FRIDAY ROUNDUP: This Week’s Best New Music (16/09/16)

16 Sep 2016

feat. Blaenavon, Yak, Fake Laugh, Marching Church and Hooton Tennis Club

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It's Friday! Rejoice! And what better way to welcome in the weekend than with five tasty morsels of delicious new music? Here are five of this week's best new tracks from five new acts who are delighting us in equal but entirely different ways. Dig in...

Blaenavon, 'Just Desserts'

Our favourite lads Blaenavon (who happen to be playing a mighty fine show at the Scala on October 14), released a full EP around recent nihilist anthem 'Let's Pray' this week. And while there are a couple of most excellent mosh-inducing bangers on there, it's closer 'Just Desserts' that'll leave you winded. A stripped back thing of bitter and twisted melancholy, it features singer Ben Gregory imparting lyrical bile over some rather gorgeous piano work. A very different musical side to Blaeners, but one we hope we'll see more of.

Yak, 'Heavens Above'

Yak's stupidly exciting debut 'Alas Salvation' is still one of this year's finest and all-new cut 'Heavens Above' shows they've lost none of their fire in the interim. Full of howling riffs that Jack White would be proud of and lyrics about the futility of materialism, it's a stomping, glam-rock tinged beast that comes to a climax and cuts out with a squall, with nary so much as a kiss goodbye for your troubles. 

 

Fake Laugh, 'I Made A Sound'

Fake Laugh - aka Kamran Khan - has been making sounds of the sweetly nostalgic variety for a while now, but over the past few releases he seems to honed said sound into something truly original in 2016. If Mac DeMarco fronted a 50s pre-Beatles, doe-eyed prom band you might be somewhere close, but, as this recent cut attests, there's a certain je ne sais quoi to Khan that can marry the most old school of references while still sounding fresh.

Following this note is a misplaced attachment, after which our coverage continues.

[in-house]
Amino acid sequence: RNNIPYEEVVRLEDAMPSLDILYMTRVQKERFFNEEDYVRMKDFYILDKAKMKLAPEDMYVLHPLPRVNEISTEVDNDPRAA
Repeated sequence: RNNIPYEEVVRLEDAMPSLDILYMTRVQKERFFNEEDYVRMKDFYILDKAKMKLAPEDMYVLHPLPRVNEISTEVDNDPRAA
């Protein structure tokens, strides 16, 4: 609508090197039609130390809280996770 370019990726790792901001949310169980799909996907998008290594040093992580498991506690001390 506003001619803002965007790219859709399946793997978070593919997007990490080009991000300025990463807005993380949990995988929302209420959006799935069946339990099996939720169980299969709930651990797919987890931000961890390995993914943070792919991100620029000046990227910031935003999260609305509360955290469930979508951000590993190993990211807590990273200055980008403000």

Hooton Tennis Club, 'Katy-Anne Bellis'

On paper, a tune about your flatmate moving house is not the most compelling of ditties, but there's a charming idiosyncracy to Liverpool's Hooton Tennis Club that manages to make the mundane seem kind of magical. 'Katy-Anne Bellis' is full of cute, strangely comforting goodbyes ("We're only down the road if you need us") that make you want to go and buy your mates a little present, just because. It's nice to be nice, and Hooton have enough melodic nouse and cheeky chappy personality to make even a trip down the newsie to buy some milk sound like a pretty fun ride.

 

Marching Church, 'Lion's Den'

While Iceage spent the majority of last album 'Plowing Into The Field Of Love' sounding like The Pogues' Scandinavian sons, singer Elias Bender Rønnenfelt's new outfit Marching Church are treading a far more claustrophobic path. 'Lion's Den' is like The Cure at their bleakest, peppered with fragile, strangled falsetto and eery, ominous percussion. Creating the dangerous atmosphere of its title, it pits Rønnenfelt and co as the snarling aggressors, and they will lure you in, whether you like it or not.

 

 

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